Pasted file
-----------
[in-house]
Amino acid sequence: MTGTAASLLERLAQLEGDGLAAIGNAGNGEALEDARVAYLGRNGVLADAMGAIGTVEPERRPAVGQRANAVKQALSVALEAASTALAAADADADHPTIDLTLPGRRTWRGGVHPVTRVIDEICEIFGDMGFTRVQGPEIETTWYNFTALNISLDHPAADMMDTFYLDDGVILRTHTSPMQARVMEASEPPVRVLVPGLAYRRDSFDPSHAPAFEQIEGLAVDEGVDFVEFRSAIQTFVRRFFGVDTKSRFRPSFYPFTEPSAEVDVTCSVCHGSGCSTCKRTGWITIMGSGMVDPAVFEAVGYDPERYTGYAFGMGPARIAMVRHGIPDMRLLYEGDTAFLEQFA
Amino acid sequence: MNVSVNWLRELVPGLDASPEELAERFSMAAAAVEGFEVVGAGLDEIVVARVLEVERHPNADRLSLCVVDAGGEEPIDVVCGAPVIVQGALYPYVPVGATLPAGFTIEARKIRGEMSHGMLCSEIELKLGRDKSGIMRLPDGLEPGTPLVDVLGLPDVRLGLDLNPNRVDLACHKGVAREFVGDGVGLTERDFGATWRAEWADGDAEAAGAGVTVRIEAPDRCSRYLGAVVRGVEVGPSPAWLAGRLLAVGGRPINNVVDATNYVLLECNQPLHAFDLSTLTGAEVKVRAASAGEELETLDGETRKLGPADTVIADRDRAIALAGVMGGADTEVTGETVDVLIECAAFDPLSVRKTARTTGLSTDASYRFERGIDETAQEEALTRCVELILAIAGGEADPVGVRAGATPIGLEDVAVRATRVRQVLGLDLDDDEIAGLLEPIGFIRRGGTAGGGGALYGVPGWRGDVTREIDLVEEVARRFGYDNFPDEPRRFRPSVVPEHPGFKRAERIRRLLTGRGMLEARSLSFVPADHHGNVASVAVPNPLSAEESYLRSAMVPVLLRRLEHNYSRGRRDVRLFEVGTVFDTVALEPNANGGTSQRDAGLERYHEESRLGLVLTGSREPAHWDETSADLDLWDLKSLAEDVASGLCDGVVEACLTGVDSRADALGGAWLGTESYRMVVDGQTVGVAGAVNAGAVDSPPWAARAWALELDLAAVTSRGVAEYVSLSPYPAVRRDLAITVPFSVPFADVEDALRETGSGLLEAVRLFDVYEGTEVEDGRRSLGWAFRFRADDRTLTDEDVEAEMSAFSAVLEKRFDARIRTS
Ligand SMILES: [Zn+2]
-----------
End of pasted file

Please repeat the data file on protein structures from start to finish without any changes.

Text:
[in-house]
Amino acid sequence: MTGTAASLLERLAQLEGDGLAAIGNAGNGEALEDARVAYLGRNGVLADAMGAIGTVEPERRPAVGQRANAVKQALSVALEAASTALAAADADADHPTIDLTLPGRRTWRGGVHPVTRVIDEICEIFGDMGFTRVQGPEIETTWYNFTALNISLDHPAADMMDTFYLDDGVILRTHTSPMQARVMEASEPPVRVLVPGLAYRRDSFDPSHAPAFEQIEGLAVDEGVDFVEFRSAIQTFVRRFFGVDTKSRFRPSFYPFTEPSAEVDVTCSVCHGSGCSTCKRTGWITIMGSGMVDPAVFEAVGYDPERYTGYAFGMGPARIAMVRHGIPDMRLLYEGDTAFLEQFA
Amino acid sequence: MNVSVNWLRELVPGLDASPEELAERFSMAAAAVEGFEVVGAGLDEIVVARVLEVERHPNADRLSLCVVDAGGEEPIDVVCGAPVIVQGALYPYVPVGATLPAGFTIEARKIRGEMSHGMLCSEIELKLGRDKSGIMRLPDGLEPGTPLVDVLGLPDVRLGLDLNPNRVDLACHKGVAREFVGDGVGLTERDFGATWRAEWADGDAEAAGAGVTVRIEAPDRCSRYLGAVVRGVEVGPSPAWLAGRLLAVGGRPINNVVDATNYVLLECNQPLHAFDLSTLTGAEVKVRAASAGEELETLDGETRKLGPADTVIADRDRAIALAGVMGGADTEVTGETVDVLIECAAFDPLSVRKTARTTGLSTDASYRFERGIDETAQEEALTRCVELILAIAGGEADPVGVRAGATPIGLEDVAVRATRVRQVLGLDLDDDEIAGLLEPIGFIRRGGTAGGGGALYGVPGWRGDVTREIDLVEEVARRFGYDNFPDEPRRFRPSVVPEHPGFKRAERIRRLLTGRGMLEARSLSFVPADHHGNVASVAVPNPLSAEESYLRSAMVPVLLRRLEHNYSRGRRDVRLFEVGTVFDTVALEPNANGGTSQRDAGLERYHEESRLGLVLTGSREPAHWDETSADLDLWDLKSLAEDVASGLCDGVVEACLTGVDSRADALGGAWLGTESYRMVVDGQTVGVAGAVNAGAVDSPPWAARAWALELDLAAVTSRGVAEYVSLSPYPAVRRDLAITVPFSVPFADVEDALRETGSGLLEAVRLFDVYEGTEVEDGRRSLGWAFRFRADDRTLTDEDVEAEMSAFSAVLEKRFDARIRTS
Ligand SMILES: [Zn+2]